Leadership counts

Government has many vital roles, including ensuring stability, peace, equity and justice. In every country, a relationship of trust, accountability and predictability between the public and private sectors is essential. Today's global information society increases the potential and importance of such relationships.

Government's most important role in an information society is to create an environment that encourages private-sector action, while protecting consumers and citizens. The second essential activity is to transform government operations using the power of information technology to decrease costs and improve service.

As the Organization for Economic Cooperation and Development notes, "By making governments more accessible and more accountable, e-government can help to improve citizens' trust in those that govern them."

Understanding of these notions is spreading. One innovative example discussed in a recent survey of 53 emerging economies conducted by McConnell International LLC comes from Estonia, which pioneered a network-based document system in August 2000. After a decision that all cabinet meetings would be conducted online as well as in person, senior government officials were provided with laptops to prepare digital materials for the paperless meetings.

Under this system, agendas are updated during meetings, documents are linked to further sources of information and ministers can consult with other ministry officials, all via the Internet. Efforts such as these familiarize government officials with the advantages of IT. Without a hands-on approach to IT at senior levels of government, policy-makers will neither understand what the technology can do nor appreciate the kind of light-handed regulation that its volatility demands.

Government action to create an information society is often aided by the collaborative efforts of public/private committees. In some cases, support for the creation of such committees comes from the highest levels. Latvia's National Board on Information Society, for example, which includes educational, scientific and business experts, is currently managed by Latvia's prime minister.

In Tanzania, a nonprofit, public/private partnership, eThinkTank, was formed in the absence of government IT leadership. While one private-sector company organized the first meeting of eThinkTank, all of the public and private partners that now participate in the group own it. This model worked, and in less than one year, eThinkTank has received recognition, legitimacy, funding and support from its national government, international governmental organizations and international nonprofit organizations.

The need for e-government leadership will continue to grow as competition among countries intensifies, as will the need for environments and officials that welcome creative public/private partnerships.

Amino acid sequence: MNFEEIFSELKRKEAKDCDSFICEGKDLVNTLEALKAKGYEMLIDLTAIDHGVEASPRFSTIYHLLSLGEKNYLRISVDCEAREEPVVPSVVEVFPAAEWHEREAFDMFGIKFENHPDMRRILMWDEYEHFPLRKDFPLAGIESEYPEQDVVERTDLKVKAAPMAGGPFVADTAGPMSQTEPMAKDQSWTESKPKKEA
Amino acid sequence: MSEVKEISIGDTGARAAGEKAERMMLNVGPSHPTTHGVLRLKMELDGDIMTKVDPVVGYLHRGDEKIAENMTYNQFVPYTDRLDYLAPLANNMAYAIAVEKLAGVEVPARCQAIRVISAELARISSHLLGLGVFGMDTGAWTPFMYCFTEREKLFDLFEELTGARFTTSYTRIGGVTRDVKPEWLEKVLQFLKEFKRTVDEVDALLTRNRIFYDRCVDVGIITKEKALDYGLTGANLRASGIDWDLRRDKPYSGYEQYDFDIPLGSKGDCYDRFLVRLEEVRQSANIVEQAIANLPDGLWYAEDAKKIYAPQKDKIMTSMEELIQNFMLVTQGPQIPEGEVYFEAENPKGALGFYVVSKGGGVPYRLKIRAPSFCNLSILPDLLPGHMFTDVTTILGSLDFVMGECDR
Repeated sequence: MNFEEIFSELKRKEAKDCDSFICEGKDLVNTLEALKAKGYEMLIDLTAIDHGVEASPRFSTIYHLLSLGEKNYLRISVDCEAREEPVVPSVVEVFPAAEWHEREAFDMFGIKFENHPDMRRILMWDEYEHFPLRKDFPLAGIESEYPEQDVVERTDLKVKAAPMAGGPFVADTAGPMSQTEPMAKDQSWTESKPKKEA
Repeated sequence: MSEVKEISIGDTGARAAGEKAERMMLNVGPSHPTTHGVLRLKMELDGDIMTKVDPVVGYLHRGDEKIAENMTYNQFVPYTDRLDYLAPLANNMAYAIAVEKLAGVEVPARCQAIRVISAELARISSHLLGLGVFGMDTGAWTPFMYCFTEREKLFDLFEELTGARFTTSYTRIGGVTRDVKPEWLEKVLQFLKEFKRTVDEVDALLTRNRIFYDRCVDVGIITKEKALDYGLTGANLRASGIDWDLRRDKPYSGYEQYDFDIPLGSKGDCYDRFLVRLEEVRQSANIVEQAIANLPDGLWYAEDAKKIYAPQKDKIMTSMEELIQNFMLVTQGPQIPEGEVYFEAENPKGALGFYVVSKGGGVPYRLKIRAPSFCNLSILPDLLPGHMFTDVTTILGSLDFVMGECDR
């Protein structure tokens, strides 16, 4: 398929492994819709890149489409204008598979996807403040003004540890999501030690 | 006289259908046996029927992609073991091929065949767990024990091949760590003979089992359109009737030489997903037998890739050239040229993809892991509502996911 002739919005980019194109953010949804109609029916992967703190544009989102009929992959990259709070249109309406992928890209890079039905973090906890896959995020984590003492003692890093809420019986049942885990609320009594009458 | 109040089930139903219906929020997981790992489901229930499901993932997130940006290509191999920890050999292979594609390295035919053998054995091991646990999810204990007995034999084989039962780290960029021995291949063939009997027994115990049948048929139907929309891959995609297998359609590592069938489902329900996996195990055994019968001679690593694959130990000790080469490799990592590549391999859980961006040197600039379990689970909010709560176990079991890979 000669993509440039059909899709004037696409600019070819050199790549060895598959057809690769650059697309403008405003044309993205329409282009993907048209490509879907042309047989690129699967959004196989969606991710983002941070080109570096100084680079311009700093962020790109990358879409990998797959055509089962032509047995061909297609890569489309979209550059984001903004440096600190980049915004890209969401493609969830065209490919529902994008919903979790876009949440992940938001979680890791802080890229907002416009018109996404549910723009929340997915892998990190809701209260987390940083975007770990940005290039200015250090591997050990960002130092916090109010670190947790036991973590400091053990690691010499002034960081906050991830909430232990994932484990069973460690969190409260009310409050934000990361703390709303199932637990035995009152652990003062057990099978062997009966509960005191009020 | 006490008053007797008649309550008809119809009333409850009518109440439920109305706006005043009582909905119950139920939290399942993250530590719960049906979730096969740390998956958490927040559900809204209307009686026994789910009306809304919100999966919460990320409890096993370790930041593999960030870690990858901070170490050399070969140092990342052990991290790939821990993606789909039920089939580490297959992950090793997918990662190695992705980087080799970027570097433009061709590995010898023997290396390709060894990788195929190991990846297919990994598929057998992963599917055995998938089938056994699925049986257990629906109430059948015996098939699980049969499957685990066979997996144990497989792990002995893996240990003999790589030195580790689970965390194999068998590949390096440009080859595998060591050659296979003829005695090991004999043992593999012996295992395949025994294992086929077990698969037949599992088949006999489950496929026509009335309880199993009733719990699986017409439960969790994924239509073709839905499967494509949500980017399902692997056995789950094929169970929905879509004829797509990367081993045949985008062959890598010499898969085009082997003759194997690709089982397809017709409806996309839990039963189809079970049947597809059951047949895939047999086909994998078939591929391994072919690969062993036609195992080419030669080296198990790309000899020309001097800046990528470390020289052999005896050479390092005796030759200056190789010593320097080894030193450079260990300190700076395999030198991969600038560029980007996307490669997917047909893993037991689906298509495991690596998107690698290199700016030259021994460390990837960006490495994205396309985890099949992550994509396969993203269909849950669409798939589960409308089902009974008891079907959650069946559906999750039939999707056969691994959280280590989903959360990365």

McConnell, former chief of information policy and technology at the Office of Management and Budget, is president of McConnell International LLC (www.mcconnellinternational.com).

FCW in Print

In the latest issue: Looking back on three decades of big stories in federal IT.


  • Anne Rung -- Commerce Department Photo

    Exit interview with Anne Rung

    The government's departing top acquisition official said she leaves behind a solid foundation on which to build more effective and efficient federal IT.

  • Charles Phalen

    Administration appoints first head of NBIB

    The National Background Investigations Bureau announced the appointment of its first director as the agency prepares to take over processing government background checks.

  • Sen. James Lankford (R-Okla.)

    Senator: Rigid hiring process pushes millennials from federal work

    Sen. James Lankford (R-Okla.) said agencies are missing out on younger workers because of the government's rigidity, particularly its protracted hiring process.

  • FCW @ 30 GPS

    FCW @ 30

    Since 1987, FCW has covered it all -- the major contracts, the disruptive technologies, the picayune scandals and the many, many people who make federal IT function. Here's a look back at six of the most significant stories.

  • Shutterstock image.

    A 'minibus' appropriations package could be in the cards

    A short-term funding bill is expected by Sept. 30 to keep the federal government operating through early December, but after that the options get more complicated.

  • Defense Secretary Ash Carter speaks at the TechCrunch Disrupt conference in San Francisco

    DOD launches new tech hub in Austin

    The DOD is opening a new Defense Innovation Unit Experimental office in Austin, Texas, while Congress debates legislation that could defund DIUx.

Reader comments

Please post your comments here. Comments are moderated, so they may not appear immediately after submitting. We will not post comments that we consider abusive or off-topic.

Please type the letters/numbers you see above

More from 1105 Public Sector Media Group